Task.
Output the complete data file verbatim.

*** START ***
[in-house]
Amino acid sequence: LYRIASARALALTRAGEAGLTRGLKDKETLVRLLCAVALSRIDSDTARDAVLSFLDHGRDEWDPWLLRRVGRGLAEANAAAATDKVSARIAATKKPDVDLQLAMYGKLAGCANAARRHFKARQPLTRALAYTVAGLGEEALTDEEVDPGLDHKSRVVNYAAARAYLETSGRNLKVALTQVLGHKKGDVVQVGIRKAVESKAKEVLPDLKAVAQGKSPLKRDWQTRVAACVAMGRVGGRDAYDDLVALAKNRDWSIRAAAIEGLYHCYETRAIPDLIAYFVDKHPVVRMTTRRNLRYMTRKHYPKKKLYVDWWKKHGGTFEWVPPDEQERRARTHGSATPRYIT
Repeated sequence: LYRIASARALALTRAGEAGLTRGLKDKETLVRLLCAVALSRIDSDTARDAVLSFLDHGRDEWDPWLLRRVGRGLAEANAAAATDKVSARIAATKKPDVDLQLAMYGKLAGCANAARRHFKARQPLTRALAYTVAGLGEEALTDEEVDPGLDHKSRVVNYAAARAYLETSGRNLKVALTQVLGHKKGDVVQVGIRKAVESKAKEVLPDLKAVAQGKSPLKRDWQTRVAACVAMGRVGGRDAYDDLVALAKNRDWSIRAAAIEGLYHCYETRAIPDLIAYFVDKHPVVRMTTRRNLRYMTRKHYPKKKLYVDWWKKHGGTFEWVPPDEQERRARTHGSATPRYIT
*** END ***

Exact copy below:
[in-house]
Amino acid sequence: LYRIASARALALTRAGEAGLTRGLKDKETLVRLLCAVALSRIDSDTARDAVLSFLDHGRDEWDPWLLRRVGRGLAEANAAAATDKVSARIAATKKPDVDLQLAMYGKLAGCANAARRHFKARQPLTRALAYTVAGLGEEALTDEEVDPGLDHKSRVVNYAAARAYLETSGRNLKVALTQVLGHKKGDVVQVGIRKAVESKAKEVLPDLKAVAQGKSPLKRDWQTRVAACVAMGRVGGRDAYDDLVALAKNRDWSIRAAAIEGLYHCYETRAIPDLIAYFVDKHPVVRMTTRRNLRYMTRKHYPKKKLYVDWWKKHGGTFEWVPPDEQERRARTHGSATPRYIT
Repeated sequence: LYRIASARALALTRAGEAGLTRGLKDKETLVRLLCAVALSRIDSDTARDAVLSFLDHGRDEWDPWLLRRVGRGLAEANAAAATDKVSARIAATKKPDVDLQLAMYGKLAGCANAARRHFKARQPLTRALAYTVAGLGEEALTDEEVDPGLDHKSRVVNYAAARAYLETSGRNLKVALTQVLGHKKGDVVQVGIRKAVESKAKEVLPDLKAVAQGKSPLKRDWQTRVAACVAMGRVGGRDAYDDLVALAKNRDWSIRAAAIEGLYHCYETRAIPDLIAYFVDKHPVVRMTTRRNLRYMTRKHYPKKKLYVDWWKKHGGTFEWVPPDEQERRARTHGSATPRYIT